Tim James: How a benign fuzziness from wine can help with words

By , 21 March 2022

Three decades of fairly serious engagement with wine and its culture has helped me to learn something about such things as geography and history and the perversity of people, and given me a smattering of chemistry and a few insights into farming. Not a helluva lot of any of these, admittedly, though more than I’d have got from many other interests. But mostly I’m grateful for the countless hours (alone or in company, a delicious glass at my elbow) with a warm, fuzzy edge to them.

This benign fuzziness has occasionally been a bit more pervasive in its deleterious effect on my legs and brain, and wine has probably also now and then made me more obnoxious or silly than at other times – as I know it has with some others I have spent time with. But on the whole I have much enjoyed being just a little inebriated for what probably amounts to a not insignificant proportion of my waking life.

Fuzzy, blurry – yes, but there also often a simultaneous and even contradictory feeling of alertness, of vivacity. Contradictory, because it can be misleading. One of the most famous illustrations of the doubleness of the pleasanter side of the effect of liquor on the human organism (and I’m sadly aware of the dark side), was Shakespeare’s in Macbeth. In a scene of comic relief, the porter comments on drink and lechery: “it provokes the desire, but it takes away the performance.”

Indeed. And I know a car-driver or two who seem convinced that drink improves their skills greatly. It doesn’t. Not a bit. Ever. But I’ve often had rueful cause to think that diminished inhibition improves the way I write. I do feel obliged to check for typos the morning after, but they’re not more than usual, and, while on occasions I discover myself to have rambled too inconsequentially and uninterestingly (there’s nothing so boring as a drunk can be, as we all know), often there’s a relaxation in the prose to match that of my mind as I wrote.

I’ve recently discovered a further beneficial connection, for me at least, between words and wine. Like millions of the literate and internet-connected world, in a least a few languages, I discovered (somehow, despite eschewing social media) the modest pleasure of the daily word-game, Wordle. And, of course, some of its numerous take-off and derivatives – I’m told there’s even an arithmetical version called Nerdle. Wordle remains a pleasure, but my favourite version is called Quordle (presumably pronounced “kwerdle”), which requires you to guess four five-letter words per game, with a maximum of nine shots.

Now, this is much more difficult than the rather easy Wordle. I uneasily confess that my average success rate has slumped to below 80%. For the official, daily-delivered version that is; one of the joys of Quordle is that one can also go to the “Practice” area and play an unlimited number of games. Just the sort of thing for the fuzzier end of the evening.

Which brings me to my point. I have discovered that I do very much better at this game after a drink or two (but who’s counting?). Pretty definitely discovered, I’d say, from quite a lot of games played under those conditions – though I daresay it could just be coincidence. A few nights ago, when I was reflecting on this, I played some games where my initial word guess was related to drinking. My success rate was remarkable. To prove it, I offer here two completed games, beginning respectively with “drink” and “plonk”. In both of them, I got all the words with just seven guesses. If you don’t realise how good that is, I suggest you try playing the game. And most of that session, starting with “drunk”, “wines” etc went as well – or nearly as well. Certaily “syrah” was another triumph.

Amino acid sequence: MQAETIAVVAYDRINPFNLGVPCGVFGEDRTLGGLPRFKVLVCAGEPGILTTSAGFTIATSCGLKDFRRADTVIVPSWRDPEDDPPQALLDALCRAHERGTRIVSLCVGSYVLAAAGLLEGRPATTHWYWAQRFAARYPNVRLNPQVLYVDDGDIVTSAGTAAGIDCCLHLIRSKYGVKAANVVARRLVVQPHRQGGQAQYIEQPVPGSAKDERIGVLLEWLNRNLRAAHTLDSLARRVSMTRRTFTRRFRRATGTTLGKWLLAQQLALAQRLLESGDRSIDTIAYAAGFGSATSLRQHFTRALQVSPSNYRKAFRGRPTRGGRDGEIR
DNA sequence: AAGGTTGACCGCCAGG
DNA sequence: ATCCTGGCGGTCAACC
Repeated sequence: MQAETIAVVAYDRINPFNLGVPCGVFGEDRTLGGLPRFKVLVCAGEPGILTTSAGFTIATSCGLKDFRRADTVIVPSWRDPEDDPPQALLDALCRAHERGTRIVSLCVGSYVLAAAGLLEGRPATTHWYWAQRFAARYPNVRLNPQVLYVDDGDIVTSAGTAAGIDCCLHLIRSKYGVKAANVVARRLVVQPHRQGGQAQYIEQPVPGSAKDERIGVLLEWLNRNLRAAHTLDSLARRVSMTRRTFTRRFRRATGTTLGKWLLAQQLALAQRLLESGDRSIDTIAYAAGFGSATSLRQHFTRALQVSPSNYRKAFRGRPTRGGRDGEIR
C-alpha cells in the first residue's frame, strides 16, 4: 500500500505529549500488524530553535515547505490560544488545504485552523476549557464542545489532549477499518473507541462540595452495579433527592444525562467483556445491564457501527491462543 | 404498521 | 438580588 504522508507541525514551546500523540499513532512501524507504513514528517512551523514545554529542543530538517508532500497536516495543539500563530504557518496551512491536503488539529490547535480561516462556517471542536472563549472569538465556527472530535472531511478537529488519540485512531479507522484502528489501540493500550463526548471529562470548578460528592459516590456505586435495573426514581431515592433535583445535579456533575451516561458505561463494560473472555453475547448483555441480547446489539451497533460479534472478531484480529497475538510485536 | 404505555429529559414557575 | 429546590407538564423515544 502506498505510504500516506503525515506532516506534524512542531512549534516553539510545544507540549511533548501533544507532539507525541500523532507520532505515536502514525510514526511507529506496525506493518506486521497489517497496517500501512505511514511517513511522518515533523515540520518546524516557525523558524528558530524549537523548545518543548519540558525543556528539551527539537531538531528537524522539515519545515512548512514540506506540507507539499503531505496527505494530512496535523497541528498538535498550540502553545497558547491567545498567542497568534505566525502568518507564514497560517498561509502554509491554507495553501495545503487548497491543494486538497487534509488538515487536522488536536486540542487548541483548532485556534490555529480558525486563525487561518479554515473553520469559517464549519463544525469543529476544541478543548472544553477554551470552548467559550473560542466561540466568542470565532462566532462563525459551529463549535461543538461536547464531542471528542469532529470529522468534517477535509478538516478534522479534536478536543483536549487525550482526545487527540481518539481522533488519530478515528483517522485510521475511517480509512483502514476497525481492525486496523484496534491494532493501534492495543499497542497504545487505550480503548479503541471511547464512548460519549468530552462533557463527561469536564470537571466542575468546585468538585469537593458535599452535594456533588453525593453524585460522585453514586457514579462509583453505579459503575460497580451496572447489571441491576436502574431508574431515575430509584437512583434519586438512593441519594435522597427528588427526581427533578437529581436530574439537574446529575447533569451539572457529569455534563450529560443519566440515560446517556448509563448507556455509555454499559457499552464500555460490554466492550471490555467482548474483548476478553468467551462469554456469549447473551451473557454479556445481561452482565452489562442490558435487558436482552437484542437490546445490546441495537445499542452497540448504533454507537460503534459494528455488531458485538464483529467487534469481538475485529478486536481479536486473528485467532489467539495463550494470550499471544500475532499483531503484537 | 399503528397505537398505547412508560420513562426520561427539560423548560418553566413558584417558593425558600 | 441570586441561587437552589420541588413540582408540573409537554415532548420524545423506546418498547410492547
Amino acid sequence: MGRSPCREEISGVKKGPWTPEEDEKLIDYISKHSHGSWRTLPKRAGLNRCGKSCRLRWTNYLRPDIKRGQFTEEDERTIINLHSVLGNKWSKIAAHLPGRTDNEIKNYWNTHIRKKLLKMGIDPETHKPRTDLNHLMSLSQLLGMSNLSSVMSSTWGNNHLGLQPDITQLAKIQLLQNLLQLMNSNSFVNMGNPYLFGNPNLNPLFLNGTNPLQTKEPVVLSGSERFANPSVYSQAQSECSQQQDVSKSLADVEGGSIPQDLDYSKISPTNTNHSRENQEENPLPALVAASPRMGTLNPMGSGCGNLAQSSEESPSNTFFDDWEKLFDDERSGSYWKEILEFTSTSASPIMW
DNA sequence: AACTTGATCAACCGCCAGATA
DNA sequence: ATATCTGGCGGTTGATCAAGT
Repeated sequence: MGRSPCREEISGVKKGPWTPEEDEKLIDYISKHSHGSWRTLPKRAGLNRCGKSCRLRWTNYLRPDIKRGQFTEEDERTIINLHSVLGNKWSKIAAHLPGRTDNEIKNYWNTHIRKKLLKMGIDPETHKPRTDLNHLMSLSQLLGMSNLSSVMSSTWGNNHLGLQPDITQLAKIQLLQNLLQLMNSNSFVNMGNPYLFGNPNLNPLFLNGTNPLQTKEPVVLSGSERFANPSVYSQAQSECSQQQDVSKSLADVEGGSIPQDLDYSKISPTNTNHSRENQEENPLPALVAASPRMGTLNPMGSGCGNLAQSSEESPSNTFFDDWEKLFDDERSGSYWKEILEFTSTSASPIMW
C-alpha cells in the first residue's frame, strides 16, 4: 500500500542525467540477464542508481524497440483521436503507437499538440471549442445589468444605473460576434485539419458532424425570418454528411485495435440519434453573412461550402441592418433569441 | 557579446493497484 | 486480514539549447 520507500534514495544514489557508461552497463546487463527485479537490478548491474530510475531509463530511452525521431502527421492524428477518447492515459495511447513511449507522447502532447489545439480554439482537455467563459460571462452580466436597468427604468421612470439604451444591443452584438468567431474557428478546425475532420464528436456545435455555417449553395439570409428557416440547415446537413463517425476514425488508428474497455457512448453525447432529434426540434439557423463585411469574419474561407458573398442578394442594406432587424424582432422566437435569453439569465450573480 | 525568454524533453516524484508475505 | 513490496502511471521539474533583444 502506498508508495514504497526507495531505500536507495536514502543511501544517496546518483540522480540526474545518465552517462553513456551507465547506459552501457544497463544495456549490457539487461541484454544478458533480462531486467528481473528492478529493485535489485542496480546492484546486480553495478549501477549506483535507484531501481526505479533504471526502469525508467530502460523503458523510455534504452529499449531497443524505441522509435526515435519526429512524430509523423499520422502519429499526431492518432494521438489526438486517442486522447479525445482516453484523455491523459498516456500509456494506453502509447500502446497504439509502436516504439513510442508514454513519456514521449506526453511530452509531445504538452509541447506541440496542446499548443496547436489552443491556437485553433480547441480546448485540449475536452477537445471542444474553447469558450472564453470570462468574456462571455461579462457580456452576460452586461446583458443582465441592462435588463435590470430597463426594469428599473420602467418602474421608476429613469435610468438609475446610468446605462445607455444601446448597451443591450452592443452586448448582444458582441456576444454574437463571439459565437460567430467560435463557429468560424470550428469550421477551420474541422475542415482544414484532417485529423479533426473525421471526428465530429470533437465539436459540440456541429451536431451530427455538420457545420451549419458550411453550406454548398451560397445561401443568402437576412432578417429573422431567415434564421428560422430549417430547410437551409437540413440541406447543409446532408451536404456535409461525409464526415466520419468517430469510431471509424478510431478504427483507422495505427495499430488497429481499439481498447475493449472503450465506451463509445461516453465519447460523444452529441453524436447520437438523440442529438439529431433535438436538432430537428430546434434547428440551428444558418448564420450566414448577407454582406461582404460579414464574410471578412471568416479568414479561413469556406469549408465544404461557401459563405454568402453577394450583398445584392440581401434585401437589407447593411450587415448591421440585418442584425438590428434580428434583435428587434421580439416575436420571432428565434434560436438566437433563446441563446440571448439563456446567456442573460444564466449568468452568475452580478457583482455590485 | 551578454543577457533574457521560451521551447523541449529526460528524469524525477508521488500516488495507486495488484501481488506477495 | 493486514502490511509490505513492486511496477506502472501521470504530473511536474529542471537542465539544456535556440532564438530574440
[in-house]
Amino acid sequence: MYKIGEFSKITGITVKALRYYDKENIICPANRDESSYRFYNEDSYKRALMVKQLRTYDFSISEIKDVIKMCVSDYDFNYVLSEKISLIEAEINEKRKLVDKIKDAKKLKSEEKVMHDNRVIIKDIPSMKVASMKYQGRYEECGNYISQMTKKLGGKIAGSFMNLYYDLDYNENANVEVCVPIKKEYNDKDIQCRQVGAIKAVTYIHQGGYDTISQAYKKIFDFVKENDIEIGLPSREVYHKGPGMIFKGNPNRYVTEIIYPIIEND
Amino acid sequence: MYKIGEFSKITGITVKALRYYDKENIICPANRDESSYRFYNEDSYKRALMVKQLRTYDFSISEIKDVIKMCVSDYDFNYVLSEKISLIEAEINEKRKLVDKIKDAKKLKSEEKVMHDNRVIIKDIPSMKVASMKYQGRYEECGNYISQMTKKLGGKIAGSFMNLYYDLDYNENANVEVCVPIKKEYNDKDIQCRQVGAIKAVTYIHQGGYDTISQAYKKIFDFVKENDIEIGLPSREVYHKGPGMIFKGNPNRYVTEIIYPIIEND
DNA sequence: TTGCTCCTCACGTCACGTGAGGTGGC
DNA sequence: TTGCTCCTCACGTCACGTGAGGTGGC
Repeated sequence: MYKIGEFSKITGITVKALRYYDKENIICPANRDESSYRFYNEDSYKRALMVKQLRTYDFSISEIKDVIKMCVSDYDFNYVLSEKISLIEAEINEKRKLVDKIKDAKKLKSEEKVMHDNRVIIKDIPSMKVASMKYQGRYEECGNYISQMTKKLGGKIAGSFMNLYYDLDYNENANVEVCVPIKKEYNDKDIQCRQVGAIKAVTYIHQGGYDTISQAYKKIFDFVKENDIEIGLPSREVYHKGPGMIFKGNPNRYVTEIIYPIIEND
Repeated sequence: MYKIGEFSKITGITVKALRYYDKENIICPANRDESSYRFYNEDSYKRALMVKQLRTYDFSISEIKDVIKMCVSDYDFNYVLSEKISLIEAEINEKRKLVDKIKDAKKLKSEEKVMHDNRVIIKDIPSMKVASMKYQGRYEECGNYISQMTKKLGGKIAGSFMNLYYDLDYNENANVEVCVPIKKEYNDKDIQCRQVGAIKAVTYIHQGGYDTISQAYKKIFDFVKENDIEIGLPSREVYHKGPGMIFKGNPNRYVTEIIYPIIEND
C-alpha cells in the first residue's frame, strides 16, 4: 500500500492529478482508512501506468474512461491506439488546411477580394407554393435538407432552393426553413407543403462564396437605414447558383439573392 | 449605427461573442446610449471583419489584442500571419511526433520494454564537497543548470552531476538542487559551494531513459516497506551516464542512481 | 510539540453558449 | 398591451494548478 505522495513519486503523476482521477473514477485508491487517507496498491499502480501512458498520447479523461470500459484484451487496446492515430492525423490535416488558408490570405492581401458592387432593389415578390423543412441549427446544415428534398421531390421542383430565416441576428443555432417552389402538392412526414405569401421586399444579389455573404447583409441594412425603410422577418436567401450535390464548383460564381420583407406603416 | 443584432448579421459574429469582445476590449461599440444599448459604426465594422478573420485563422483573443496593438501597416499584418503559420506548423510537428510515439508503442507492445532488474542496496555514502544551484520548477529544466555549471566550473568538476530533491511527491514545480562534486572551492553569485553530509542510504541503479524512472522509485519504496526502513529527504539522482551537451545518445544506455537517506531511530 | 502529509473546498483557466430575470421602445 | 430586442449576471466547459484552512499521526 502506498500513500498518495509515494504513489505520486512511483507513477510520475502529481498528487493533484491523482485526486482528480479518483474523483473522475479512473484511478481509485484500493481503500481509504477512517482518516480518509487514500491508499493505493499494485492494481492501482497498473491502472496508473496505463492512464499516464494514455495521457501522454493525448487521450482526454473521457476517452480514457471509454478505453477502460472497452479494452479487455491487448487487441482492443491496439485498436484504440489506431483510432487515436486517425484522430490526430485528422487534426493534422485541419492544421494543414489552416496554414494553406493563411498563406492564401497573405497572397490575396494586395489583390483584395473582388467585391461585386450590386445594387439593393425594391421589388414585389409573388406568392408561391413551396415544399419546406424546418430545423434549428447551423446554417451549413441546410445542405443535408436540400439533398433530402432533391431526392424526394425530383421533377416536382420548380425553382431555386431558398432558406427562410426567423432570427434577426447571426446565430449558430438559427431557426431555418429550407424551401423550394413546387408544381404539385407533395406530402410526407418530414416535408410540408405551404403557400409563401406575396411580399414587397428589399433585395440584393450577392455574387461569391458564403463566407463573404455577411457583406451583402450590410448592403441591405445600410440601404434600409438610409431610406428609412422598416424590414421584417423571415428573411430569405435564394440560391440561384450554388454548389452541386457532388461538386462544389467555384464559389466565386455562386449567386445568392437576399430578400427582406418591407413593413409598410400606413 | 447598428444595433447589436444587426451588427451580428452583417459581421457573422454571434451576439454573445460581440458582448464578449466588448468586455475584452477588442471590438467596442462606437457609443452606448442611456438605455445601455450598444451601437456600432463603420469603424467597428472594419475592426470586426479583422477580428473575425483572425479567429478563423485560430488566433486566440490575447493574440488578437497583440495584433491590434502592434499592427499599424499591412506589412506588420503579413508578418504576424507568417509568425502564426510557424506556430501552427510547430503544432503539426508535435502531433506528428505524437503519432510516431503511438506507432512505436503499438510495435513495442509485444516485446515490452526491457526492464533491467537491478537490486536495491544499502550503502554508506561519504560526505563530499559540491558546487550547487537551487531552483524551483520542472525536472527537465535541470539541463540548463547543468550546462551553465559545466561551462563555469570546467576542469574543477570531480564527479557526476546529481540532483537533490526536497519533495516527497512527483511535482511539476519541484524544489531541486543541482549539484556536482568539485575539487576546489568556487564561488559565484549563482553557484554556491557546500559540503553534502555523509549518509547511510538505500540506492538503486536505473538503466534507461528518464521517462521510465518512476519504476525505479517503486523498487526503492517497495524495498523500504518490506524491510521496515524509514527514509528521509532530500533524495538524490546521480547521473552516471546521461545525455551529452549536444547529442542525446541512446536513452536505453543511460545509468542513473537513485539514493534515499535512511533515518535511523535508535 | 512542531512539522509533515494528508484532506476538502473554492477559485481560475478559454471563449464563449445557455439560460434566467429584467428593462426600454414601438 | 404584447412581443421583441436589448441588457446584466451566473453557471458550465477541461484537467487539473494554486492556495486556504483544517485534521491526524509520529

Perhaps I should mention what I’d been drinking that night, though I doubt if the details are important to the story. I first polished off the dregs of a bottle of The Black Pig 2020 – a rather good cinsault-cab sauvignon blend, perhaps the best in the ever-improving range from Spider Pig. That made way for Château Bernadotte 2014, one of the few good value bordeaux reds available (sometimes) in South Africa, despite a hefty mark-up. I last tried this vintage a year or so ago, and hoped it would be a bit readier – but it still needs a while longer, though I enjoyed its iodine classic severity. Good enough fruit, but with the dryness that local cabs and bordeaux blends very seldom achieve. So a few glasses of that, then of course a bit of my beloved KWV 10 Year Old. And I might even have chased that down with a splash of a rustic Jolly Rooster witblits from Stanford estate. It all seemed to have helped with Quordle.

Next morning, however, when I strode, fully sober of course, to my computer for my early fix of Quordle (after a warm-up with Wordle) it was a different story entirely. Humiliatingly, I failed to get the fourth word within the limit of nine guesses. I don’t dare think of the lessons of this experiment.

  • Tim James is one of South Africa’s leading wine commentators, contributing to various local and international wine publications. He is a taster (and associate editor) for Platter’s. His book Wines of South Africa – Tradition and Revolution appeared in 2013.


0 comment(s)

Please read our Comments Policy here.

Leave a Reply

Your email address will not be published. Required fields are marked *

Like our content?

Show your support.